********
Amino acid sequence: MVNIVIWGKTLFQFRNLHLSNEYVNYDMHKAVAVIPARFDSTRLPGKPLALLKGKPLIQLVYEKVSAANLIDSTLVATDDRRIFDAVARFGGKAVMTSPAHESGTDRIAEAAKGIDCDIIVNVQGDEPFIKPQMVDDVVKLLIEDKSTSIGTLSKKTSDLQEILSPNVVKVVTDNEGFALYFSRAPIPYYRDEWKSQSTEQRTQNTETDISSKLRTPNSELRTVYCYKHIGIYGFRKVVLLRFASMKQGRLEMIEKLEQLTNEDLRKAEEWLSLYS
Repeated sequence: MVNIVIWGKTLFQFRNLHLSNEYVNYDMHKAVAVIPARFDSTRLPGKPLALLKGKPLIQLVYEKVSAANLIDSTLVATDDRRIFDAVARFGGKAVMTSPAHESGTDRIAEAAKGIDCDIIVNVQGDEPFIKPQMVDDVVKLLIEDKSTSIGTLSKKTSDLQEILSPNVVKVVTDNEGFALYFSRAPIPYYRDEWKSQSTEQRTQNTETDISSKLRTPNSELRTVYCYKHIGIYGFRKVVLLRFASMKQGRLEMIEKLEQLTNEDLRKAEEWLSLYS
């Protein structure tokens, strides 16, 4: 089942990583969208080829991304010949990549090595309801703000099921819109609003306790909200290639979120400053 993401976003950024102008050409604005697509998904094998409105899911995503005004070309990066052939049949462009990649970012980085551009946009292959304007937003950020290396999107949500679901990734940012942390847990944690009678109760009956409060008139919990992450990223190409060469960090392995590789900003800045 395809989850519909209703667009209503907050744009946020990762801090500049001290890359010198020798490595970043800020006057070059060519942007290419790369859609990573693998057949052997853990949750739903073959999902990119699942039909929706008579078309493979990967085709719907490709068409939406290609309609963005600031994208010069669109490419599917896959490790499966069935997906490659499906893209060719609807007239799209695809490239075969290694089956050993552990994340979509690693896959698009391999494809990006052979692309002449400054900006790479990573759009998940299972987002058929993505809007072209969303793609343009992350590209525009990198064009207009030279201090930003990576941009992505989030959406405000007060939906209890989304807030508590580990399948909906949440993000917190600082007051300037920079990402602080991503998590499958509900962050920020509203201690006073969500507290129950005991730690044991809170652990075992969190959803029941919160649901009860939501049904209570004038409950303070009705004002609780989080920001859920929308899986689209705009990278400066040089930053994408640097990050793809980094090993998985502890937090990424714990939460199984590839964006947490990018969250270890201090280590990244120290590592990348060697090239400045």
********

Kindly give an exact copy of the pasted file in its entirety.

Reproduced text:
Amino acid sequence: MVNIVIWGKTLFQFRNLHLSNEYVNYDMHKAVAVIPARFDSTRLPGKPLALLKGKPLIQLVYEKVSAANLIDSTLVATDDRRIFDAVARFGGKAVMTSPAHESGTDRIAEAAKGIDCDIIVNVQGDEPFIKPQMVDDVVKLLIEDKSTSIGTLSKKTSDLQEILSPNVVKVVTDNEGFALYFSRAPIPYYRDEWKSQSTEQRTQNTETDISSKLRTPNSELRTVYCYKHIGIYGFRKVVLLRFASMKQGRLEMIEKLEQLTNEDLRKAEEWLSLYS
Repeated sequence: MVNIVIWGKTLFQFRNLHLSNEYVNYDMHKAVAVIPARFDSTRLPGKPLALLKGKPLIQLVYEKVSAANLIDSTLVATDDRRIFDAVARFGGKAVMTSPAHESGTDRIAEAAKGIDCDIIVNVQGDEPFIKPQMVDDVVKLLIEDKSTSIGTLSKKTSDLQEILSPNVVKVVTDNEGFALYFSRAPIPYYRDEWKSQSTEQRTQNTETDISSKLRTPNSELRTVYCYKHIGIYGFRKVVLLRFASMKQGRLEMIEKLEQLTNEDLRKAEEWLSLYS
């Protein structure tokens, strides 16, 4: 089942990583969208080829991304010949990549090595309801703000099921819109609003306790909200290639979120400053 993401976003950024102008050409604005697509998904094998409105899911995503005004070309990066052939049949462009990649970012980085551009946009292959304007937003950020290396999107949500679901990734940012942390847990944690009678109760009956409060008139919990992450990223190409060469960090392995590789900003800045 395809989850519909209703667009209503907050744009946020990762801090500049001290890359010198020798490595970043800020006057070059060519942007290419790369859609990573693998057949052997853990949750739903073959999902990119699942039909929706008579078309493979990967085709719907490709068409939406290609309609963005600031994208010069669109490419599917896959490790499966069935997906490659499906893209060719609807007239799209695809490239075969290694089956050993552990994340979509690693896959698009391999494809990006052979692309002449400054900006790479990573759009998940299972987002058929993505809007072209969303793609343009992350590209525009990198064009207009030279201090930003990576941009992505989030959406405000007060939906209890989304807030508590580990399948909906949440993000917190600082007051300037920079990402602080991503998590499958509900962050920020509203201690006073969500507290129950005991730690044991809170652990075992969190959803029941919160649901009860939501049904209570004038409950303070009705004002609780989080920001859920929308899986689209705009990278400066040089930053994408640097990050793809980094090993998985502890937090990424714990939460199984590839964006947490990018969250270890201090280590990244120290590592990348060697090239400045």